CRM is probably the most widely used and least well exploited type of technology in the B2B world. Here's what not to do.
Misusing a CRM can have a very negative impact on the sales process. And yet, the value of CRM best practices is often underestimated.
In December of 2018, business authority Scott Edinger published an article about CRM failure in the Harvard Business Review. According to his experience, in 90% of cases, adopting a CRM fails to grow the company.
That number is as spectacular as it is unsurprising.
But the situation is not hopeless.
So let's make sure that the 91% of companies over 11 employees that use a CRM do so productively!
Not evaluating your needs
The best thing you can do to improve and streamline your sales process is to get a CRM.
The worst thing you can do is not evaluating what you expect from it.
If you're doing it just because you heard it was a good way to improve sales, you're running straight into a wall.
All CRMs are different and have their own approach to sales. They're all designed for certain industries, company sizes, complexity of the products,...
You need to take that into account as well as your own specific needs.
Maybe a couple of Excel sheets will do the job. Or maybe you'll need Salesforce with 27 native integrations.
The only way to figure that out is to figure out your own needs.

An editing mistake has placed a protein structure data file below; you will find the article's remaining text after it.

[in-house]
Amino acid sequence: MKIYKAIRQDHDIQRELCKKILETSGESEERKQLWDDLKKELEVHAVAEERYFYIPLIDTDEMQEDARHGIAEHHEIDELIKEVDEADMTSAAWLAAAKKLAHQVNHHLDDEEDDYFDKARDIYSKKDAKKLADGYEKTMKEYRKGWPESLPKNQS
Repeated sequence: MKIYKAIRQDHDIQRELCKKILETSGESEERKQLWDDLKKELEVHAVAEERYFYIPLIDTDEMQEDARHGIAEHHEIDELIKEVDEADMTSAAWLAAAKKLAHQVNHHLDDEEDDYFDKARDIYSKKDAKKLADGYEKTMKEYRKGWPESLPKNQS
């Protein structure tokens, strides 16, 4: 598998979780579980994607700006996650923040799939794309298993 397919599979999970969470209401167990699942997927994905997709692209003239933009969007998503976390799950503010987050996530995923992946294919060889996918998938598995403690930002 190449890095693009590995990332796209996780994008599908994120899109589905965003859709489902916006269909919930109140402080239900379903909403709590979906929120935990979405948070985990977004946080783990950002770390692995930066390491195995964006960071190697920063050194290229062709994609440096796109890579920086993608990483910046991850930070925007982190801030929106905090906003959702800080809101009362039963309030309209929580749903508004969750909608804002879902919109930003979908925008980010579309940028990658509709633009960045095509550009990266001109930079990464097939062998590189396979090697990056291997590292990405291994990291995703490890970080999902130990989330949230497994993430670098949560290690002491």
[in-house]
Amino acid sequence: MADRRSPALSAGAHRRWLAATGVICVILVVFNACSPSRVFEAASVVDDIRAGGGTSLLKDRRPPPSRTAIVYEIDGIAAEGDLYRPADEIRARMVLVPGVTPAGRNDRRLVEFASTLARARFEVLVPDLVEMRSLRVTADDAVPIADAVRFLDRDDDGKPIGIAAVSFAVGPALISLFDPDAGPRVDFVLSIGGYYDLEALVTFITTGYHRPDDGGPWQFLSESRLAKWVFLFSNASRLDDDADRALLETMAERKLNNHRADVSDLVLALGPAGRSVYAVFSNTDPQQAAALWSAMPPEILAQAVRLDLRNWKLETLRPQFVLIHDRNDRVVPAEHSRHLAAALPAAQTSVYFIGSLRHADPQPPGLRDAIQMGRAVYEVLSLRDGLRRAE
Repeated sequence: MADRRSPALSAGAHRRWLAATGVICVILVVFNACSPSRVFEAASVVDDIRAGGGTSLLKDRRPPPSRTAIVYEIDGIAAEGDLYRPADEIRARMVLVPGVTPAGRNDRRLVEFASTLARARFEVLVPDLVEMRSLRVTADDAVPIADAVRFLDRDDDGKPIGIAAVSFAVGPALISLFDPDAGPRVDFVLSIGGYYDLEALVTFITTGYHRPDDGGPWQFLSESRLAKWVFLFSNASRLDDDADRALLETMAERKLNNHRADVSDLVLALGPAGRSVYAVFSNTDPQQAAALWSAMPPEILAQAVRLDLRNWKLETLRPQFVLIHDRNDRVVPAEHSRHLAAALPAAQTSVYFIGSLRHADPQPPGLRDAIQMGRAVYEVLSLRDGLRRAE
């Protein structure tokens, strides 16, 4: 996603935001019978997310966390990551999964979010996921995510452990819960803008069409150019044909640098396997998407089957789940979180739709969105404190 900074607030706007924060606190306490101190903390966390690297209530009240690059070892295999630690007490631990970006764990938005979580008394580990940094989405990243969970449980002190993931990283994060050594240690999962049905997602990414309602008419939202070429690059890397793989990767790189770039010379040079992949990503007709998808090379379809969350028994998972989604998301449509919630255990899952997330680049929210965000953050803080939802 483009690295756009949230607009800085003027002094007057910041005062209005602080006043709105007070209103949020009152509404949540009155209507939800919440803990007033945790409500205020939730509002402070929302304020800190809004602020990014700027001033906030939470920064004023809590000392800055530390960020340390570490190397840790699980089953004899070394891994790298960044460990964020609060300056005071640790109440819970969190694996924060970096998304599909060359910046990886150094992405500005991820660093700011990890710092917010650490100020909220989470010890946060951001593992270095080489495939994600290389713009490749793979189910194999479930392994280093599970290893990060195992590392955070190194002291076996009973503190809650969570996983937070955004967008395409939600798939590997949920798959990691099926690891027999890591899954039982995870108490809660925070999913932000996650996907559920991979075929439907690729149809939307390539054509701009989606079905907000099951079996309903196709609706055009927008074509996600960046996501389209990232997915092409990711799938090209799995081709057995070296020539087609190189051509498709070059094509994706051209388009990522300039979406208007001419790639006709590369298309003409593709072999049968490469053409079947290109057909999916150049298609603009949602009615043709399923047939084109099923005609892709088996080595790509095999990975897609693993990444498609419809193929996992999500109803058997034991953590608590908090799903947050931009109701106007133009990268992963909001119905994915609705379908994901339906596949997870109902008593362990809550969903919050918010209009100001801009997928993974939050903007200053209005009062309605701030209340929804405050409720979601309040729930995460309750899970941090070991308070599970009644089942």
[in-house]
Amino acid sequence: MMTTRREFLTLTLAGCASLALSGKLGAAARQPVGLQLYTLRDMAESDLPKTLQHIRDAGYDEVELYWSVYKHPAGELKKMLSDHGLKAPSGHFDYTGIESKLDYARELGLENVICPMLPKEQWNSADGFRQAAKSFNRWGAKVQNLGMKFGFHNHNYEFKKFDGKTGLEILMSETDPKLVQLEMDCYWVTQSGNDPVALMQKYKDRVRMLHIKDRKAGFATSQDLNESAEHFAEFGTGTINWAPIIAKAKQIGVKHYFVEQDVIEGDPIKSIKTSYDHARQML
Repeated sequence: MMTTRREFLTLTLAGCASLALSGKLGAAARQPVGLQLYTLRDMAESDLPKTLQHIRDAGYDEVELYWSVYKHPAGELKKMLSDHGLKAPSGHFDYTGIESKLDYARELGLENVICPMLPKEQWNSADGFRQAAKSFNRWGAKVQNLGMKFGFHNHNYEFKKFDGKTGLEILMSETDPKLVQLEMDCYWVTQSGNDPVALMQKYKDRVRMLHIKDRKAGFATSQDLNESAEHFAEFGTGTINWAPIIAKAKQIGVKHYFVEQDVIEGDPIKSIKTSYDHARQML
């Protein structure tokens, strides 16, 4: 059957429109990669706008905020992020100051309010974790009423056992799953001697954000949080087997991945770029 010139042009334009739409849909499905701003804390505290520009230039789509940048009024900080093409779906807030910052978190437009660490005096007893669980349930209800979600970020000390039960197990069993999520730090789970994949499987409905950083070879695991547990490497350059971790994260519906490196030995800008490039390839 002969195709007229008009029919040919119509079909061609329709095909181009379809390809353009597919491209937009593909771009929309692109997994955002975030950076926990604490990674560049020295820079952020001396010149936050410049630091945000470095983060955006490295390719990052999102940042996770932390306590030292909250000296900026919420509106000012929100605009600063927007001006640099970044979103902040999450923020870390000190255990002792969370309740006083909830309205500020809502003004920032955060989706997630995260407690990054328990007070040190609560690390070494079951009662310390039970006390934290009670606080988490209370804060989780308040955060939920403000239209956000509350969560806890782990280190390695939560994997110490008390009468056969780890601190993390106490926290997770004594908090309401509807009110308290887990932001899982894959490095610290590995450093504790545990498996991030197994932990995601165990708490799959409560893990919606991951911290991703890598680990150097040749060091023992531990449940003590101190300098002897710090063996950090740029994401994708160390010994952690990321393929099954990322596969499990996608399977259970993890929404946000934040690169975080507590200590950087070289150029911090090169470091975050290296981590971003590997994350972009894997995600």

Not getting input from end-users
The first thing you should worry about in a CRM, outside of the features, is whether your team is going to be able to work with it.
This isn't just a matter of CRM best practices. You need a tool that's user-friendly. In general and in your specific situation.
When you consider a platform, you need your salespeople to play around with it and see that it's a good fit.
Because if it's not, not only is it not going to improve your sales, but your team will hate using it. Also, they will resent you, because if the tool isn't for them, then it means it's only for your benefit.
That is not to say that CRMs aren't great to track your team, but if that's your only goal, it'll never work.
Confusing CRM for process
CRMs are great when it comes to streamlining your sales process.
Not your sales; your sales process. If you don't have a good process, you're going to be streamlining something that doesn't work.
Your buyer journey is the heart of your sales process. You need to map the whole thing, understand it, and control it before thinking of ways to streamlining it.
CRM is not about software, it's about customers. Only once you know how to approach your future customers can you optimize the technical aspects.
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